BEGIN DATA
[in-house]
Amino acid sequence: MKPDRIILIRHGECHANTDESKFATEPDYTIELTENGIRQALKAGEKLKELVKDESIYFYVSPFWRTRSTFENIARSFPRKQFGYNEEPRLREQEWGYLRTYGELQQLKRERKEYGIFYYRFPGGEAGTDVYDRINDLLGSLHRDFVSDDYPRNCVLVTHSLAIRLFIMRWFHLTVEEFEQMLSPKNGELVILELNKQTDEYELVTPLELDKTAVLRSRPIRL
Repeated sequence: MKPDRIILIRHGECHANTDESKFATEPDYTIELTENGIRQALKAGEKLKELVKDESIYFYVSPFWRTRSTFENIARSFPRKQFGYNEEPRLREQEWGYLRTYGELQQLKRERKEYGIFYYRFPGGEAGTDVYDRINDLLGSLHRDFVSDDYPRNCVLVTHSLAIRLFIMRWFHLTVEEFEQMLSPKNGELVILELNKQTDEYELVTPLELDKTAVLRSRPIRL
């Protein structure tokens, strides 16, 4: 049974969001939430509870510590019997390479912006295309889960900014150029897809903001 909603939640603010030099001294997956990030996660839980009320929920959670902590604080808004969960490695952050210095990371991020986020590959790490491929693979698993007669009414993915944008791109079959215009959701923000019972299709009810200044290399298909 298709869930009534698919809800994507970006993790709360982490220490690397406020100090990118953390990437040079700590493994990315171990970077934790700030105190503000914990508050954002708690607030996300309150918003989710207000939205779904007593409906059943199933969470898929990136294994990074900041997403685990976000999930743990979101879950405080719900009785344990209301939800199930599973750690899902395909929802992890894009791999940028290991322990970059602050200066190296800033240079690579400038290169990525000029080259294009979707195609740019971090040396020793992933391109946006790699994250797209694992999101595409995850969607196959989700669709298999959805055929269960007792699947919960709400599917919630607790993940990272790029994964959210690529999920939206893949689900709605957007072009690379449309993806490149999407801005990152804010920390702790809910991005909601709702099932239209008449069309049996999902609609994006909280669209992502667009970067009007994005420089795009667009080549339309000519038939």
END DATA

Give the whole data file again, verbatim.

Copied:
[in-house]
Amino acid sequence: MKPDRIILIRHGECHANTDESKFATEPDYTIELTENGIRQALKAGEKLKELVKDESIYFYVSPFWRTRSTFENIARSFPRKQFGYNEEPRLREQEWGYLRTYGELQQLKRERKEYGIFYYRFPGGEAGTDVYDRINDLLGSLHRDFVSDDYPRNCVLVTHSLAIRLFIMRWFHLTVEEFEQMLSPKNGELVILELNKQTDEYELVTPLELDKTAVLRSRPIRL
Repeated sequence: MKPDRIILIRHGECHANTDESKFATEPDYTIELTENGIRQALKAGEKLKELVKDESIYFYVSPFWRTRSTFENIARSFPRKQFGYNEEPRLREQEWGYLRTYGELQQLKRERKEYGIFYYRFPGGEAGTDVYDRINDLLGSLHRDFVSDDYPRNCVLVTHSLAIRLFIMRWFHLTVEEFEQMLSPKNGELVILELNKQTDEYELVTPLELDKTAVLRSRPIRL
């Protein structure tokens, strides 16, 4: 049974969001939430509870510590019997390479912006295309889960900014150029897809903001 909603939640603010030099001294997956990030996660839980009320929920959670902590604080808004969960490695952050210095990371991020986020590959790490491929693979698993007669009414993915944008791109079959215009959701923000019972299709009810200044290399298909 298709869930009534698919809800994507970006993790709360982490220490690397406020100090990118953390990437040079700590493994990315171990970077934790700030105190503000914990508050954002708690607030996300309150918003989710207000939205779904007593409906059943199933969470898929990136294994990074900041997403685990976000999930743990979101879950405080719900009785344990209301939800199930599973750690899902395909929802992890894009791999940028290991322990970059602050200066190296800033240079690579400038290169990525000029080259294009979707195609740019971090040396020793992933391109946006790699994250797209694992999101595409995850969607196959989700669709298999959805055929269960007792699947919960709400599917919630607790993940990272790029994964959210690529999920939206893949689900709605957007072009690379449309993806490149999407801005990152804010920390702790809910991005909601709702099932239209008449069309049996999902609609994006909280669209992502667009970067009007994005420089795009667009080549339309000519038939």